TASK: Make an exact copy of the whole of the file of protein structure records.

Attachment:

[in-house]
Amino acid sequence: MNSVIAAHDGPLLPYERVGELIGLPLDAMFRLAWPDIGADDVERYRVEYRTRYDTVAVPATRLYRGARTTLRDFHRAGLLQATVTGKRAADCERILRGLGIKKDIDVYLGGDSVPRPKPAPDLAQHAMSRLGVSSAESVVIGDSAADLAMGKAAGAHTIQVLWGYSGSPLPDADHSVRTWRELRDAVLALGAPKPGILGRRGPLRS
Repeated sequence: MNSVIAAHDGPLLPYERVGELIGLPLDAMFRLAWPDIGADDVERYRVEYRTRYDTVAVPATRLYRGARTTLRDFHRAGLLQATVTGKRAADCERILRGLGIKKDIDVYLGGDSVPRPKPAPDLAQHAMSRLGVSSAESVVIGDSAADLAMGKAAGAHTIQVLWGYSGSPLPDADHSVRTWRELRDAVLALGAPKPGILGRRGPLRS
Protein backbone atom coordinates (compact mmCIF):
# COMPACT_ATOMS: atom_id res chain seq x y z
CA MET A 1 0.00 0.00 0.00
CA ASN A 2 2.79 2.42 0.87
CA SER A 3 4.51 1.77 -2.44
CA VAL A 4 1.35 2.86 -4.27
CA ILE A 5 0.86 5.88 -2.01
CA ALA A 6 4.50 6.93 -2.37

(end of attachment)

[in-house]
Amino acid sequence: MNSVIAAHDGPLLPYERVGELIGLPLDAMFRLAWPDIGADDVERYRVEYRTRYDTVAVPATRLYRGARTTLRDFHRAGLLQATVTGKRAADCERILRGLGIKKDIDVYLGGDSVPRPKPAPDLAQHAMSRLGVSSAESVVIGDSAADLAMGKAAGAHTIQVLWGYSGSPLPDADHSVRTWRELRDAVLALGAPKPGILGRRGPLRS
Repeated sequence: MNSVIAAHDGPLLPYERVGELIGLPLDAMFRLAWPDIGADDVERYRVEYRTRYDTVAVPATRLYRGARTTLRDFHRAGLLQATVTGKRAADCERILRGLGIKKDIDVYLGGDSVPRPKPAPDLAQHAMSRLGVSSAESVVIGDSAADLAMGKAAGAHTIQVLWGYSGSPLPDADHSVRTWRELRDAVLALGAPKPGILGRRGPLRS
Protein backbone atom coordinates (compact mmCIF):
# COMPACT_ATOMS: atom_id res chain seq x y z
CA MET A 1 0.00 0.00 0.00
CA ASN A 2 2.79 2.42 0.87
CA SER A 3 4.51 1.77 -2.44
CA VAL A 4 1.35 2.86 -4.27
CA ILE A 5 0.86 5.88 -2.01
CA ALA A 6 4.50 6.93 -2.37